In the matter of Australian Securities and Investments Commission v BHF Solutions Pty Ltd  FCAFC 108, the Court considered whether one or more of the fees charged by the Second Respondent could be considered “a charge that is or may be made for providing the credit” within the meaning of s 6(5) of the National Credit Code (Code), such that the Code did not apply to the credit provided.
The proceeding concerned lending arrangements devised by the First Respondent, BHF Solutions Pty Ltd (BHFS) and the Second Respondent, Cigno Pty Ltd (Cigno). The structure of the arrangements was that Cigno would market to consumers, process and assess loan applications and manage collections, while BHFS would advance the loan to the consumer.
By way of a request made through Cigno, BHFS advanced a loan to a consumer. In the course of her dealings, the consumer agreed to a standard services agreement with Cigno in which Cigno agreed to facilitate all enquiries, payments and the management of the loan, in exchange for the consumer paying certain fees. The fees, which included a “Financial Supply Fee”, were only charged once the consumer obtained the loan from BHFS.
ASIC alleged that both Respondents breached s 29 of the National Consumer Credit Protection Act 2009 (Cth) (NCCP Act) by engaging in credit activities without holding an Australian Credit Licence. The central issue was whether, in the context of the loan to the particular consumer and BHFS’ business more generally, BHFS provided credit to which the Code applied.
The Respondents sought to rely on s 6(5) of the Code to argue that the Code did not apply on the basis that the fees charged, in particular the Financial Supply Fee, were only imposed for the credit application services and not for the provision of credit. This was accepted by the trial judge who held that the fees were charged pursuant to the standard services agreement (and not for the credit); therefore, the Code did not apply and the Respondents had not contravened s 29 of the NCCP Act.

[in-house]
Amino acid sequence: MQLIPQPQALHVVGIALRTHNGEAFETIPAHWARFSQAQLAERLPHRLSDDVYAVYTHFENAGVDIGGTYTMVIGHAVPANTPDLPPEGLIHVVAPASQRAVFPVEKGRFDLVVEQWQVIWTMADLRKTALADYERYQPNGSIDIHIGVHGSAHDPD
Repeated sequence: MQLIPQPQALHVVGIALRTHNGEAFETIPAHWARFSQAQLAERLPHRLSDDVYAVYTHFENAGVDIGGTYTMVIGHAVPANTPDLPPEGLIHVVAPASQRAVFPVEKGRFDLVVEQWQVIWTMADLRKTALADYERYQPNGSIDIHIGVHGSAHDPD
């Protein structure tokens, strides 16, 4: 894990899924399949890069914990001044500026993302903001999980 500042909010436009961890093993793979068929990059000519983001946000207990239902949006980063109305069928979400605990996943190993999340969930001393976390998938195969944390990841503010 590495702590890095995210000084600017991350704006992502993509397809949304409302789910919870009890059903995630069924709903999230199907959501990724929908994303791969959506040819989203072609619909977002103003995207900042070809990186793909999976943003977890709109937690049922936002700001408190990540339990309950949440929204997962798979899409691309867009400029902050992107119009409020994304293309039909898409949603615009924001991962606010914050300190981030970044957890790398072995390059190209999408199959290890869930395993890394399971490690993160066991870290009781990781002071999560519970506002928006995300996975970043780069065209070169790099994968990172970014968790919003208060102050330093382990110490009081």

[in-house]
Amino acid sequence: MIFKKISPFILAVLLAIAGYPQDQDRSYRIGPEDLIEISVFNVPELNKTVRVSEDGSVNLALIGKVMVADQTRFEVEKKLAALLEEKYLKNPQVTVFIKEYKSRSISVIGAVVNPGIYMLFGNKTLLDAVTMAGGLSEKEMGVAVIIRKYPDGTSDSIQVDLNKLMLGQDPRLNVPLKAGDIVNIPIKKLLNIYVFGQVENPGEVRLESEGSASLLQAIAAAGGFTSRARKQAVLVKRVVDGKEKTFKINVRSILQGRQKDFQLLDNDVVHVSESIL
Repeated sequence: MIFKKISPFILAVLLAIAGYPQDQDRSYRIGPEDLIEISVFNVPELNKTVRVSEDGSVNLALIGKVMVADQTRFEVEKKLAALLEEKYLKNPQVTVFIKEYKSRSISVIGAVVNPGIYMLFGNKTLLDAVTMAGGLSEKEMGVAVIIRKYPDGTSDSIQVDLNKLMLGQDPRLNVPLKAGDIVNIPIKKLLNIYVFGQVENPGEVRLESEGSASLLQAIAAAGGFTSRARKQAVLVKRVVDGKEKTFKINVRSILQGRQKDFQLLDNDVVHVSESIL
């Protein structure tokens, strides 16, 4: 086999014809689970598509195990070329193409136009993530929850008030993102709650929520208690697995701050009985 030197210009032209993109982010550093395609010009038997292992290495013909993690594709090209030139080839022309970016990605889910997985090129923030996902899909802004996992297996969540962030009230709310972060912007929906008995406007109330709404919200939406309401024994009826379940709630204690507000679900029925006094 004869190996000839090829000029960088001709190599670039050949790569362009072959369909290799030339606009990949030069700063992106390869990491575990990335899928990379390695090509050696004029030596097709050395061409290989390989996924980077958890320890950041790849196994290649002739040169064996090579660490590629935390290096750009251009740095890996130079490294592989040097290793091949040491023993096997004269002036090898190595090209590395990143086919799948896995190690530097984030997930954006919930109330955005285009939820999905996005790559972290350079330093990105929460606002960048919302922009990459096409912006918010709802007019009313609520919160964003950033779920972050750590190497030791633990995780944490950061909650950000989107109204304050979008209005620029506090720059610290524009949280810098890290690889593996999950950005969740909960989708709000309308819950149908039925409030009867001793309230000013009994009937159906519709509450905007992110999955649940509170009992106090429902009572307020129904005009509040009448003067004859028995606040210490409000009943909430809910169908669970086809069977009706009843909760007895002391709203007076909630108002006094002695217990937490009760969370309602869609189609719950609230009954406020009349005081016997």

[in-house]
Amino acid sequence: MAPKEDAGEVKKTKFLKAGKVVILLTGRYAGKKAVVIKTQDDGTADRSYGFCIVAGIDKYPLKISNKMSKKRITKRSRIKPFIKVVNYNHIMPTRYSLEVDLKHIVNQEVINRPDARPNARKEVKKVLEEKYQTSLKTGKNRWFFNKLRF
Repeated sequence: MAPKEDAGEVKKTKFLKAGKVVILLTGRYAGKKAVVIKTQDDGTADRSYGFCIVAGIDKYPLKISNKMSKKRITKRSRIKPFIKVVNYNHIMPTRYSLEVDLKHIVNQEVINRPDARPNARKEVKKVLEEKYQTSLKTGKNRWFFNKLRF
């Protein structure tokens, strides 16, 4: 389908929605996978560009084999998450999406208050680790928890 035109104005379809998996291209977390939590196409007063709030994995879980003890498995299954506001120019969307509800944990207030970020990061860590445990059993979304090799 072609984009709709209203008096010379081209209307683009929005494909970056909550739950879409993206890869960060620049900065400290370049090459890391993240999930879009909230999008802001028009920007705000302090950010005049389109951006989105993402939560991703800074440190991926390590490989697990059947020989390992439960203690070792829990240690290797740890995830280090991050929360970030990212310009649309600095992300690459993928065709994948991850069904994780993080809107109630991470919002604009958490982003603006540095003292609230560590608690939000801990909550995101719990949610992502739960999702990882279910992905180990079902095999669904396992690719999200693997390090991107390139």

This case, being ASIC’s appeal from the trial judge’s decision, concerned the proper construction of the Code and the meaning of the phrase “charge that is or may be made for providing credit” in s 6(5) of the Code.
Where multiple interpretations of a provision of an Act are available, s 15AA of the Acts Interpretation Act 1901 (Cth) requires that an approach which would best achieve the purpose or object of an Act be preferred.
Justice O’Bryan noted that in the context of s 6(5) of the Code, there are at least two possible meanings of the preposition “for”:
Noting that the Code could be characterised as “remedial legislation”, his Honour considered a broad construction of the expression “charge … made for providing the credit” to be preferred.
This approach was consistent with previous cases which his Honour had regard to, in which the preposition “for” within the meaning of the phrase was found to indicate a “casual connection” and involve a “notion of exchange” in that the charge was imposed as a consequence of/made in exchange for the credit provided.
His Honour concluded that the expression “charge … made for providing the credit” within the context of s 5(1)(c) and 6(5) “should be construed as a charge that is made in exchange for, on account of or by reason of the provision of credit”.
Having regard to the following “relevant facts”, his Honour found that the Financial Supply fee in particular was a charge made for providing the BHFS credit and was ultimately imposed in exchange for credit:
The appeal was allowed.
Of note, his Honour chose to focus upon the Financial Supply Fee only because, if that fee satisfied the statutory language, s 6(5) of the Code would not apply regardless of the other fees imposed.
The overarching purpose of the National Credit Code is to protect consumers from unfair lending practices. Courts will look to construe its provisions broadly in order to ensure that consumers are given the full effect of the “remedial” nature of the legislation.
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Fidelis McGarrigan, Partner
Hannah Tsavalas, Solicitor